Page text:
The COVID-19 pandemic is expected to change the way hospitals operate and promote growth in a number of areas, including virtual care.
How will the healthcare industry be different in a post-pandemic world?
April 20, 2020
by John R. Fischer
, Senior Reporter
Despite the toll COVID-19 has had on the healthcare industry, a number of growth opportunities have been born out of the pandemic, according to analysts with Frost & Sullivan.
A new analysis by the research firm, “Understanding the Impact of COVID-19 on the Healthcare Industry,” shows a projected 100% increase in the use and adoption of virtual care technology such as telemedicine, as well as a number of other changes set to alter the healthcare landscape, from medical imaging to hospital operations.
Here are a few takeaways:
Telemedicine, AI and the cloud
Teleradiology is expected to increase dramatically as hospitals face overwhelming demand for imaging following the end of the pandemic. The technology will enable providers to distribute requests over a larger set of radiologists, and help sift through expected imaging backlogs. It will also allow other types of physicians to meet rising demands to virtually engage with patients from the comfort of their homes.
AI too is expected to help out on the backlog end, as well as reduce physician burnout and improve patient workflows. Hospitals are expected to demand more AI and cloud-based technologies to track pandemic patient data and integrate operations on to single platforms. Such technologies will be effective for the care management of isolated patients too.
Greater demands for 3D printers and more modern equipment to replace ageing solutions in medical imaging are also expected to emerge. Technology for imaging is predicted to come more from outsourced suppliers, and pushes for miniaturized solutions and autonomous platforms are anticipated to become more popular.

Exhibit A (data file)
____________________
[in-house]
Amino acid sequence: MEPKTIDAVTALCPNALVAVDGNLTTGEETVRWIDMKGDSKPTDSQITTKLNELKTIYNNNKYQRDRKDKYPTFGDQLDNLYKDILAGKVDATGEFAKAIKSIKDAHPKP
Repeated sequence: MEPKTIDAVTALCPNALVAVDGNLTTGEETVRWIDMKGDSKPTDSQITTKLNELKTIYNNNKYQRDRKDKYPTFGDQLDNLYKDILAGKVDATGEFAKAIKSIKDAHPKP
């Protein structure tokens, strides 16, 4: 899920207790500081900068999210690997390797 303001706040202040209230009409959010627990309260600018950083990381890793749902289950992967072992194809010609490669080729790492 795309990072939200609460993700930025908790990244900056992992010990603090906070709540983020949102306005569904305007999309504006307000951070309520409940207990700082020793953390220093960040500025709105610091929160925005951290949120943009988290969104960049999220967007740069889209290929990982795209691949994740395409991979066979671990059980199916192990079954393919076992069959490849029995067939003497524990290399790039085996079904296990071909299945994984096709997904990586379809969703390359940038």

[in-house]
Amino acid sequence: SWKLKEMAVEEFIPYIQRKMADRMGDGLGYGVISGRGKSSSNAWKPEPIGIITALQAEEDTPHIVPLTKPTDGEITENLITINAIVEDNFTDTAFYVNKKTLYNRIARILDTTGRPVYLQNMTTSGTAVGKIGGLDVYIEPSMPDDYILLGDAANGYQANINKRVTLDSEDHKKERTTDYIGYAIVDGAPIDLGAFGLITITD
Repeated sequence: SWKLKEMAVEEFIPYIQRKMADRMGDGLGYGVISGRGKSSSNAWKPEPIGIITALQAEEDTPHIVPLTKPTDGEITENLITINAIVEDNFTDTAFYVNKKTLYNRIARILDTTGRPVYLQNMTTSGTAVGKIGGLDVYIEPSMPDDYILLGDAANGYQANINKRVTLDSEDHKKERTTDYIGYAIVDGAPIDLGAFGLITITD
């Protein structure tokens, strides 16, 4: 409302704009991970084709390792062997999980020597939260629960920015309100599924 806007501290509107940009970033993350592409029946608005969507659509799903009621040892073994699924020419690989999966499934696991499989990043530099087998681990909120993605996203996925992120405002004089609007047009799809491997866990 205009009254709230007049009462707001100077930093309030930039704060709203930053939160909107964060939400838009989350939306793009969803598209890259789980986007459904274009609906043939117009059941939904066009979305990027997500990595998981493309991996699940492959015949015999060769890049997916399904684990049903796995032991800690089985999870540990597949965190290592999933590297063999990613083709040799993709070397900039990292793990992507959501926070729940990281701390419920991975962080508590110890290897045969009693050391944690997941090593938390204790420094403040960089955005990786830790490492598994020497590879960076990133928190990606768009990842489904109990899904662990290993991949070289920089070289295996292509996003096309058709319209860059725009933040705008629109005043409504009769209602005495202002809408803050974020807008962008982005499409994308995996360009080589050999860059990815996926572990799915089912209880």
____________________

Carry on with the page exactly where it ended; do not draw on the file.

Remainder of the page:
Management of equipment is also expected to change, with providers required to store medical equipment to expand ICU beds in 96 hours. Construction efforts will focus more on expanding hospital ICU bed capacity by creating whole isolation floors that double the number of ICU beds.
Access to data
Advanced data analytics tools and greater interoperability will be required to help clinicians access patient data immediately. This access will be expected from all stakeholders in an open and secure environment, with security protocols in place to defend against new and emerging global hackers and attacks. Integration of EHRs at airports is also expected once the pandemic has lifted.
Supply chain optimization
Portable oxygen generators and fully mobile ICU field hospitals will rise in popularity among hospitals, primarily due to healthcare personnel shortages and constraints on hospital resources.
Medical imaging providers should expect changes in their supply chains, due to the impact of the China lockdown and a decrease in imaging unit shipments in H1. More opportunities for assembly and parts, however, are expected to be found in markets in Latin America and Eastern Europe.
Patient engagement and point-of-care testing
COVID-19 isolation has increased demand for engagement at home, which is partially responsible for the rise in telemedicine. Chronic disease cases and backlogs in elective procedures are anticipated to push OEMs to collaborate with providers on new patient management models.
Additional changes include the use of testing services at retail clinics and the adoption of home-based testing modalities.
"While we recognize the tragedy that COVID-19 has caused the world, we also realize that it has opened many opportunities for companies to rejuvenate in this 'new normal' ecosystem,” said Reenita Das, Transformational Health senior vice president and partner, Frost & Sullivan, in a statement.
Frost & Sullivan did not respond for comment.